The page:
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Dundrum - Tipperary - Village view

early 20th Century view

Dundrum (Dún Droma in Irish, fort of the ridge), is a village in County Tipperary 14km (9mi) west of Cashel. It is situated at the junction of the R505 and R661 Regional Roads. The main Dublin to Cork railway line passes through the village though the railway station is no longer in use. The old Main Street (on the R505 road to Cashel) is in the eastern end of village and is the site of some new housing developments. Dundrum House Hotel and Golf Course lie just outside the village boundary on the R505 and are connected to the village by a fine avenue of mature lime trees lining the road on both sides.

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Photo Details

  • County: Tipperary
  • Town: Dundrum
  • Scene :The Village
  • Date: 1910 (estimate)

Specification

  • Digitally remastered
  • 10' x 8' printed on quality photo paper
  • Also available mounted & framed, ask for details
  • Colour images can be printed in black& white if preferred.
  • Read about Dundrum below

Dundrum

Dundrum (Dún Droma in Irish, fort of the ridge), is a village in County Tipperary 14km (9mi) west of Cashel. It is situated at the junction of the R505 and R661 Regional Roads. The main Dublin to Cork railway line passes through the village though the railway station is no longer in use.

The old Main Street (on the R505 road to Cashel) is in the eastern end of village and is the site of some new housing developments. Dundrum House Hotel and Golf Course lie just outside the village boundary on the R505 and are connected to the village by a fine avenue of mature lime trees lining the road on both sides.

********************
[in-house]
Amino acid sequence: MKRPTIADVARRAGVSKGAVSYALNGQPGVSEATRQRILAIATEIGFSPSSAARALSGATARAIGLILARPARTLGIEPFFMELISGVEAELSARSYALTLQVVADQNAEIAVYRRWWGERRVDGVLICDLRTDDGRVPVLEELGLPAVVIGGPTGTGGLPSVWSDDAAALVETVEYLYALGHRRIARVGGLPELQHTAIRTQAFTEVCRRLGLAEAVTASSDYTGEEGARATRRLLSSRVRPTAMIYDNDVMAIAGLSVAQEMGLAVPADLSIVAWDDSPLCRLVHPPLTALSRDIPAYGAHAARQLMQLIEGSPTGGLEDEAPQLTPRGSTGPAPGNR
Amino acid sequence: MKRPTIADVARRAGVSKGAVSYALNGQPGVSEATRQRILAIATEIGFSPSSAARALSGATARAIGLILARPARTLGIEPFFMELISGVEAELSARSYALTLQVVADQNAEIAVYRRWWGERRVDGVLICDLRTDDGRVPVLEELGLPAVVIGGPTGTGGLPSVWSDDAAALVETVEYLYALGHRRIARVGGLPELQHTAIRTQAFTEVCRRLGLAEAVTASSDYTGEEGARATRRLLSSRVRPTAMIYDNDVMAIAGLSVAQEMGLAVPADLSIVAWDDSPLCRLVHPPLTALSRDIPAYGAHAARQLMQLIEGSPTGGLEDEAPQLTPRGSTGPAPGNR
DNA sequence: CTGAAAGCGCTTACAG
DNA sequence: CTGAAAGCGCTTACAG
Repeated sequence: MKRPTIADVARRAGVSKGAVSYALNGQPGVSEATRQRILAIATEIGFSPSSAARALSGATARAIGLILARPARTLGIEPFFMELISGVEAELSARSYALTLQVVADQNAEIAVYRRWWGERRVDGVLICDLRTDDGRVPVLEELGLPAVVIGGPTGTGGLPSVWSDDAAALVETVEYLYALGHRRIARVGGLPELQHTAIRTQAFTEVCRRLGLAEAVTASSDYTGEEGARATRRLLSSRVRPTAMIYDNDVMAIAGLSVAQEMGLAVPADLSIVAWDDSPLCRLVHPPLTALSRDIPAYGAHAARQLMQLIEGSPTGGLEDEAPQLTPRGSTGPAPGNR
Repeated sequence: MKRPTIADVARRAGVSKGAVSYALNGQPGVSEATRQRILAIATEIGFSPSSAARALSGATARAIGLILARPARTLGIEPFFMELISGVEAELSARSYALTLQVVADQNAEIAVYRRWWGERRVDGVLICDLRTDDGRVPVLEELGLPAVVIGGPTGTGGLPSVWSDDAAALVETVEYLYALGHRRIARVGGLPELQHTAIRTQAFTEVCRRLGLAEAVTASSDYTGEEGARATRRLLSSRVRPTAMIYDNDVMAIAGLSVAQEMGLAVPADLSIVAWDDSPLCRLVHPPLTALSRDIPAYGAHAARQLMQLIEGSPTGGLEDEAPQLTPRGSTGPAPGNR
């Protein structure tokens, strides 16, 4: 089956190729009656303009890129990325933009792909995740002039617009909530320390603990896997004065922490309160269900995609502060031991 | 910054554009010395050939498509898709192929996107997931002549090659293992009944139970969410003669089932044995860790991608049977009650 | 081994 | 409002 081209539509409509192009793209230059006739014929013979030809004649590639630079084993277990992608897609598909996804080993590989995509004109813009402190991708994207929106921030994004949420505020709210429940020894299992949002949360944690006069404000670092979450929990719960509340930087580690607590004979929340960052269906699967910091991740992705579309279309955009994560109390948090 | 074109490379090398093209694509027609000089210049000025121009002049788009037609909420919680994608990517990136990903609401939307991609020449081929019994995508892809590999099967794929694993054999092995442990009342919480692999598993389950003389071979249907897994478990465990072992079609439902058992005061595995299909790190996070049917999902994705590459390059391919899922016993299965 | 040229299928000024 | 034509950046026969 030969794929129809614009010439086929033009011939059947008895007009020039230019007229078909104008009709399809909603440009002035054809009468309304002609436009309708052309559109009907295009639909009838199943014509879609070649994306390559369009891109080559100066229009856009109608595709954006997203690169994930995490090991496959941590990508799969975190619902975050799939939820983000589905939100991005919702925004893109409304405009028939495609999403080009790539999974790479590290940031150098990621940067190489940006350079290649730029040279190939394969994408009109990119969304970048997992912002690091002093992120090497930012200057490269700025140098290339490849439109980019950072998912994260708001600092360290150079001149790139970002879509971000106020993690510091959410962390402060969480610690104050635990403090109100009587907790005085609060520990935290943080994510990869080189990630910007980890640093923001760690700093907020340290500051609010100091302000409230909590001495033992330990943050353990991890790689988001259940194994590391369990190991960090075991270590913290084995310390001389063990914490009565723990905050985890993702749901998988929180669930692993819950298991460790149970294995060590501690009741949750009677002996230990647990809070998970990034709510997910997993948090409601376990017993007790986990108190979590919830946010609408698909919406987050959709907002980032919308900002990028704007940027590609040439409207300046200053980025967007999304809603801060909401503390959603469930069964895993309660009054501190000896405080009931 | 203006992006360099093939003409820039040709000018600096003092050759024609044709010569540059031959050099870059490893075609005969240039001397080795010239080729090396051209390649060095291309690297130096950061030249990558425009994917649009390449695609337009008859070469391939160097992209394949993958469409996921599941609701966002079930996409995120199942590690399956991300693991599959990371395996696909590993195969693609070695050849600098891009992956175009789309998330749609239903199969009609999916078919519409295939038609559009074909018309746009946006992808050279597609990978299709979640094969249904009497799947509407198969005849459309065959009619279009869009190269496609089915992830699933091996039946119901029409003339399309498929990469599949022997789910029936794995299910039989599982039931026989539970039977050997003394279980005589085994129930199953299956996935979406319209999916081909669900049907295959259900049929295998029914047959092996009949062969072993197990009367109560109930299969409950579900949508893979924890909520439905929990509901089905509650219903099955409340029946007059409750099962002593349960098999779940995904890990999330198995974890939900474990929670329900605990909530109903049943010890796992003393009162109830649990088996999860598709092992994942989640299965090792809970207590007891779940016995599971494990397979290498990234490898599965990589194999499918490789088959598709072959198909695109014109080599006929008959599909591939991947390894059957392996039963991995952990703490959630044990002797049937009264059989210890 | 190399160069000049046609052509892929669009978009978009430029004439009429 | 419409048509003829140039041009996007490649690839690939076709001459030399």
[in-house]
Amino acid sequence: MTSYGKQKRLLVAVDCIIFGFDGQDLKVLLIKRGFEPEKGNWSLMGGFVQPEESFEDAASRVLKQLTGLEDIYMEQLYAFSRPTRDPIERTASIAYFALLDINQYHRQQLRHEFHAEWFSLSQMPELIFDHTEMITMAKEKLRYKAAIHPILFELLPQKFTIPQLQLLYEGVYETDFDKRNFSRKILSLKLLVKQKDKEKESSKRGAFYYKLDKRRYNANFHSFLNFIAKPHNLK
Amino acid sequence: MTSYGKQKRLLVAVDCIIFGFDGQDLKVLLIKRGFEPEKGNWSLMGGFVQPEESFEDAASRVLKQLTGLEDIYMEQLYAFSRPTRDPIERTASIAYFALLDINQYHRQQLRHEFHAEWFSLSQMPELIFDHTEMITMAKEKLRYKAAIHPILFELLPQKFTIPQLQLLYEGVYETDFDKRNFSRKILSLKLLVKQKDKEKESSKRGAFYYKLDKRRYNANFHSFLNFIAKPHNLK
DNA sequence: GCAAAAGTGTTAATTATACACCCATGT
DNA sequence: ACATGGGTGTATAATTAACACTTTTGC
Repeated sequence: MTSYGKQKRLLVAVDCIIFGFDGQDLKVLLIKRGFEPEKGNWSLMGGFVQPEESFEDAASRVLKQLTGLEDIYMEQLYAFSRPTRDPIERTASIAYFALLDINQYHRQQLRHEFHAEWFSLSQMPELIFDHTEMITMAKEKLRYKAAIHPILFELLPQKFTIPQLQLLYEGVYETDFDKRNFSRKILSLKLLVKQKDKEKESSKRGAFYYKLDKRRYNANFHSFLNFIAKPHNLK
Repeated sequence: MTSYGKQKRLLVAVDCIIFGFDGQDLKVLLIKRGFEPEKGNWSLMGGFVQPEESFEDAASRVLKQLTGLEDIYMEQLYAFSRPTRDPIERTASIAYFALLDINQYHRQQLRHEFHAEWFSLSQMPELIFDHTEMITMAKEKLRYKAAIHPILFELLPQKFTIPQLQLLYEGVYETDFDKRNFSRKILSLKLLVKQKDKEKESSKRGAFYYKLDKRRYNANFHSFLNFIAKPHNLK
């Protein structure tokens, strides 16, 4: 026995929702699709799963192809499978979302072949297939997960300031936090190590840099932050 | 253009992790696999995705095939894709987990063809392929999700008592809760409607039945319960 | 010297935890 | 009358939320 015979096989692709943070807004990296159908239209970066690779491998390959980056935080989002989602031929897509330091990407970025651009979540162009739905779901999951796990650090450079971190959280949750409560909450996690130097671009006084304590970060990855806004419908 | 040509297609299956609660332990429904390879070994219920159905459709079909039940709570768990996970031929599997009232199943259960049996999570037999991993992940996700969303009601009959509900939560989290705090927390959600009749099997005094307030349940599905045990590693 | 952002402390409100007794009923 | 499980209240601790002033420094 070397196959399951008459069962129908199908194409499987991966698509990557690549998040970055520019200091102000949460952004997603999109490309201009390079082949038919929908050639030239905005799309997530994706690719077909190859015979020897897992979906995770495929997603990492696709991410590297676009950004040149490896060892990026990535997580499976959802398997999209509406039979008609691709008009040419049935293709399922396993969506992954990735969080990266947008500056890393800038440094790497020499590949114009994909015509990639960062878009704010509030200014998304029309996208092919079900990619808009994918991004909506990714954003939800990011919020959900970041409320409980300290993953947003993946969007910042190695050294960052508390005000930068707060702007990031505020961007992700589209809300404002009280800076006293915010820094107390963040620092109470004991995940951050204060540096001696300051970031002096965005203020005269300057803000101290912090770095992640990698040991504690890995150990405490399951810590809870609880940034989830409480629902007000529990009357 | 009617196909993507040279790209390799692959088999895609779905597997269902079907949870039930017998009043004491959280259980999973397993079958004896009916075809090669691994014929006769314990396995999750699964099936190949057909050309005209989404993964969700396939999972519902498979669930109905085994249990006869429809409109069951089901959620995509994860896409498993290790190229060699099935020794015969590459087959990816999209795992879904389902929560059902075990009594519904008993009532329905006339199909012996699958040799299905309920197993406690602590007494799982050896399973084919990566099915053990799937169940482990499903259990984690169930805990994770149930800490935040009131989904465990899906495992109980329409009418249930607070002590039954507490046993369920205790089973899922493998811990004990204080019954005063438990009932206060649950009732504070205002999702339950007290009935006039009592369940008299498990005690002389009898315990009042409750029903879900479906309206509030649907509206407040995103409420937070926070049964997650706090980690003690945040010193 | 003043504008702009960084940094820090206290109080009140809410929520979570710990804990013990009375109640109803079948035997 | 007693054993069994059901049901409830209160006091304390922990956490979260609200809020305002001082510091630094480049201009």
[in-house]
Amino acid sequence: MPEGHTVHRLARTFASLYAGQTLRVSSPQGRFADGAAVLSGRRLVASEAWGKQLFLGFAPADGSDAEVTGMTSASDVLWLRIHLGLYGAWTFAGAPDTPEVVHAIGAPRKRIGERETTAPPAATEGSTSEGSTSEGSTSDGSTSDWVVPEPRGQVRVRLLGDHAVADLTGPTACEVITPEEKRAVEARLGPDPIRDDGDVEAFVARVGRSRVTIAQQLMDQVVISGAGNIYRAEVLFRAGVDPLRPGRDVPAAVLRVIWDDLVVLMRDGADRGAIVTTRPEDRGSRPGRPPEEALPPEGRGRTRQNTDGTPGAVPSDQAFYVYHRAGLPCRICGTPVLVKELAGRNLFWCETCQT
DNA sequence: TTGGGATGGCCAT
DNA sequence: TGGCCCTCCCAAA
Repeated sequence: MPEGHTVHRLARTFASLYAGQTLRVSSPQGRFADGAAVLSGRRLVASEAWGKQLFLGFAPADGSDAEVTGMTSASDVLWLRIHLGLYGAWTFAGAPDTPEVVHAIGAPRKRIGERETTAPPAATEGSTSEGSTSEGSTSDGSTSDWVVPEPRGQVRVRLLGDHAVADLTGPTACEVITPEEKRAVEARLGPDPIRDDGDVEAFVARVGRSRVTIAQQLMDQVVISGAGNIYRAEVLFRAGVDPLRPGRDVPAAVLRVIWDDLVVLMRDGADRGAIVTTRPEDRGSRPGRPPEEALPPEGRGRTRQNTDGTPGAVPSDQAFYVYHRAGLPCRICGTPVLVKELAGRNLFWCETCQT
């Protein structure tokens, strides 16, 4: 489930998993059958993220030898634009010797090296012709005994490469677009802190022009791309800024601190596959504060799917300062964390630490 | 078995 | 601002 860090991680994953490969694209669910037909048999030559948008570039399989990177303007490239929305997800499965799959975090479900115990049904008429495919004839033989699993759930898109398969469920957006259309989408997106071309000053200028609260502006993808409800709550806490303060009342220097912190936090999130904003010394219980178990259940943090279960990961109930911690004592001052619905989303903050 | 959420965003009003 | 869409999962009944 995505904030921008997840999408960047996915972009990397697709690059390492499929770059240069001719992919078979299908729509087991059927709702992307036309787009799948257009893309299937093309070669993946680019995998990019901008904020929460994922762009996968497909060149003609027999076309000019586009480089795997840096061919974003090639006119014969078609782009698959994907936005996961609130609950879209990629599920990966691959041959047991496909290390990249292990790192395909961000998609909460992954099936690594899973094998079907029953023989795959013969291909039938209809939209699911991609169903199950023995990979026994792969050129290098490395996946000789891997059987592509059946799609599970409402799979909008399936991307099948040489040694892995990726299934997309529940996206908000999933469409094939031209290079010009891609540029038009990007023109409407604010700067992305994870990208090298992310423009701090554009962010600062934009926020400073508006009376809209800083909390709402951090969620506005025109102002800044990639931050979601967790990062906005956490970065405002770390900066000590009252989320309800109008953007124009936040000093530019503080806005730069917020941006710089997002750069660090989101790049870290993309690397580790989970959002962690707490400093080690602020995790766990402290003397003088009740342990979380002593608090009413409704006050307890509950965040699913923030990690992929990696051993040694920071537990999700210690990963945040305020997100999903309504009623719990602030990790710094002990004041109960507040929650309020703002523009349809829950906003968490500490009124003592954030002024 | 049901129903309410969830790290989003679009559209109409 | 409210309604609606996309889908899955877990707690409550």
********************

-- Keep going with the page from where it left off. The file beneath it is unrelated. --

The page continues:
The other main housing estate is near the Railway Station at the western end of the village where the R601 to Tipperary Town leaves the R505.

Between the Main Street and Station is an industrial and retail area which includes a sawmill, a steelworks and a variety of other enterprises. Dundrum is unusual for an Irish village of its size that while boasting a Church of Ireland Church, it has no Roman Catholic equivalent, the nearest one being in the neighbouring hamlet of Knockavilla which gives its name to the local Roman Catholic parish of Knockavilla & Donaskeigh. The Church of Ireland church, is a legacy of the once local landlord, (Corwallis Maude - Viscount Hawarden) together with the aforementioned railway station and also the now un-manned police station.

Lady Clementina Hawarden (1822-1865) was a respected photographer of her time; and some of her early work took place on the family estate at Dundrum and is now part of the collections of the Victoria and Albert museum in London.

In the 2002 census it is listed as having 191 residents, however that number has certainly increased as of now (2006).

Dundrum's Most Famous Native

Dundrum's most famous resident was not a person but a horse, a Connemara gelding called 'Dundrum' ridden by Tommy Wade which was a champion showjumper. Local farmer Jack Ryan of Gurtussa owned the horse when its talent was recognised. He passed through several owners until coming to the stables of Tommy Wade of Goold's Cross and from there it went on to star in places like the RDS. Though small in stature in keeping with its Connemara pedigree, Dundrum excelled in the puissance wall event in Ireland and Britain. Through the first years of the 1960s, Dundrum rivalled Arkle as Ireland's pride and joy, especially when competing at Wembley.

"Dundrum became Supreme Champion at the Wembley Horse of the Year Show when he set a record by clearing a 7’2” puissance wall. In 1961 he was regarded as show jumper of the century when he won five major events at the Dublin Horse Show, the first time in history that so many awards were won by the same rider, and he did it with the same horse! He was International Jumping Champion from 1959 – 1963."

Dundrum played a part in putting Ireland on the atlas, as this tribute in the Dail by Deputy Richard Barry shows:

"It must be remembered that it is combinations like Tommy Wade and Dundrum that made this country world famous and that brought delight to our people. Dundrum was produced by a crossing of horses in a farmer's holding. I am glad that the Minister has said that one of the important objectives of the Bill is the development of non-thoroughbred horses. This is the most important reference in the Minister's speech. Those engaged in the thoroughbred industry have the necessary finance and expertise to carry it on but encouragement and incentives must be provided to those producing non-thoroughbreds."

Trivia

On August 12th, 1865 a meteorite (the Dundrum Meteorite) was observed falling in Clonoulty, about 5km (3mi) north of Dundrum Village. The Meteorite is currently stored at the Museum of National History in London.